Buffy helmetcrest
Oxypogon stuebelii

The buffy helmetcrest (Oxypogon stuebelii ) is a Vulnerable species of hummingbird in the "coquettes", tribe Lesbiini of subfamily Lesbiinae. It is endemic to Colombia.


The buffy helmetcrest is 11.2 to 12.7 cm (4.4 to 5.0 in) long. It has a short straight black bill. The male has a long buffy and black crest and a mostly black face with a buffy-white "collar". Its upperparts are bronzy green. It has a thin glittering green and blue gorget that forms a "beard". The rest of the underparts are grayish bronzy that blends to cinnamon-buff on the undertail coverts. The tail is moderately long and forked. Its upper side is coppery to bronzy green with the outer feathers showing a wide white stripe; the underside is rufous with some pale cinnamon. The adult female is similar to the male but lacks the crest and beard, and its underparts are rufous buff to brownish with greenish flecks. Juveniles resemble the adult female; the male has a partial crest and beard.



Biogeographical realms

The buffy helmetcrest is found only on Nevado del Ruiz, an active volcano in the Colombian Central Andes on the border of Tolima and Caldas departments and the surrounding area. It inhabits humid open páramo where it favors Espeletia plants.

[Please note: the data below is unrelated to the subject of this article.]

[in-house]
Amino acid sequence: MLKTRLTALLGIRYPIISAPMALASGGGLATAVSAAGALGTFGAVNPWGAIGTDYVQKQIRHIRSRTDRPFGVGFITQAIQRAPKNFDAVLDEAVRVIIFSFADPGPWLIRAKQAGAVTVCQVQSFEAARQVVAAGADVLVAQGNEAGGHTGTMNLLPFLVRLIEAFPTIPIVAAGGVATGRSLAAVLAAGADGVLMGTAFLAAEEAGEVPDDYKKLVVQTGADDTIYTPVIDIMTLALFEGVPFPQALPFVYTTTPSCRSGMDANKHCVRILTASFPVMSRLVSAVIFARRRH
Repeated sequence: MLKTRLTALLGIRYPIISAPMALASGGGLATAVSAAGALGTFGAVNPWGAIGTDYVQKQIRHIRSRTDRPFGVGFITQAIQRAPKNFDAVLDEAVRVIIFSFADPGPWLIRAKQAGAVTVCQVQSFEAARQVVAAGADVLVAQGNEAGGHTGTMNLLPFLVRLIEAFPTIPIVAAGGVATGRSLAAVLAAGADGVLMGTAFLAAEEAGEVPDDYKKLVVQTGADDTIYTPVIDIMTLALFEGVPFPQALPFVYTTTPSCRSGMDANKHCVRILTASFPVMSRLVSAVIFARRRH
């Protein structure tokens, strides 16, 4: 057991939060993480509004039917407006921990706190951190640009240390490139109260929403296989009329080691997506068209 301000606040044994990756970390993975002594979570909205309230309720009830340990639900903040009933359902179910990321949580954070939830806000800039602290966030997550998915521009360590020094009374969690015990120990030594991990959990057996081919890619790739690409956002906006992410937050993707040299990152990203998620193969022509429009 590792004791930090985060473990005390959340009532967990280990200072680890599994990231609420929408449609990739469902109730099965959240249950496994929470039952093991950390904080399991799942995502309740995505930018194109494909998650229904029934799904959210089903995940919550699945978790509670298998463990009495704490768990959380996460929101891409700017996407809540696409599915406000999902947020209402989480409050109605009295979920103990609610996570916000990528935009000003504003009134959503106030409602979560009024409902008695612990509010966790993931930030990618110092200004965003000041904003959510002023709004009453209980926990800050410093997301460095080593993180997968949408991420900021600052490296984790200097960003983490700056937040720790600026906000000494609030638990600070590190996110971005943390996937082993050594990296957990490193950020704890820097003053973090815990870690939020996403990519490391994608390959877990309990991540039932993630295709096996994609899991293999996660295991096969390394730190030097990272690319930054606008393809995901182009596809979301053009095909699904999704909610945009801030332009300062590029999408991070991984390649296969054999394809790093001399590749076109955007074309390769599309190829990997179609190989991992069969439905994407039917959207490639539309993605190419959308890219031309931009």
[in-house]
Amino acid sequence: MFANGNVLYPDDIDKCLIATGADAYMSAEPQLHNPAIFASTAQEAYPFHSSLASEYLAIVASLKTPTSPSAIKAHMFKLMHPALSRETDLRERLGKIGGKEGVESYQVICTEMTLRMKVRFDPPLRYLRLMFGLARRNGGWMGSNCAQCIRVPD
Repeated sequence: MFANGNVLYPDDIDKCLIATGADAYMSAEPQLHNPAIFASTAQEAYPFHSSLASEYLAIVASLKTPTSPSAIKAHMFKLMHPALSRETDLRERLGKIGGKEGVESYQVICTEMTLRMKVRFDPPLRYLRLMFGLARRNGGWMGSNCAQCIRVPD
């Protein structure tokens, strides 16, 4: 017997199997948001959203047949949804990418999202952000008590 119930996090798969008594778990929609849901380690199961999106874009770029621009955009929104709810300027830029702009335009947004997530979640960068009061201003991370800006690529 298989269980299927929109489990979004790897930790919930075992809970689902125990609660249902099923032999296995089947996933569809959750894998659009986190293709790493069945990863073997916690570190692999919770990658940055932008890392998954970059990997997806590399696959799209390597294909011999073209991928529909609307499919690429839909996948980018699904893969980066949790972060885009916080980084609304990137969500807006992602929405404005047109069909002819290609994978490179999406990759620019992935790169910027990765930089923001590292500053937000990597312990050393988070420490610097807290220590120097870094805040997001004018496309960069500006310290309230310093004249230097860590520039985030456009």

Buffy helmetcrest habitat map
Buffy helmetcrest habitat map
Buffy helmetcrest
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Habits and Lifestyle

The buffy helmetcrest is thought to be sedentary, but might move to lower elevations in the dry season like its congener the white-bearded helmetcrest (O. lindenii ).

Seasonal behavior
Bird's call

Diet and Nutrition

The buffy helmetcrest feeds on nectar; it especially favors Espeletia schultzii. It nectars by clinging to flowers rather than hovering. It also feeds on insects and their larvae. It catches insects on the ground or by jumping or hawking from the ground or a perch. It picks larvae from vegetation.

Mating Habits

Nothing has been documented of the buffy helmetcrest's breeding phenology.


Population number

The IUCN has assessed the buffy helmetcrest as Vulnerable. It has a very small range, and though much of that area is within Los Nevados National Park, its páramo habitat elsewhere is being rapidly degraded. Its population is estimated at under 1000 mature individuals and is believed to be decreasing.


1. Buffy helmetcrest Wikipedia article - https://en.wikipedia.org/wiki/Buffy_helmetcrest
2. Buffy helmetcrest on The IUCN Red List site - https://www.iucnredlist.org/species/22726810/94932377
3. Xeno-canto bird call - https://xeno-canto.org/400886

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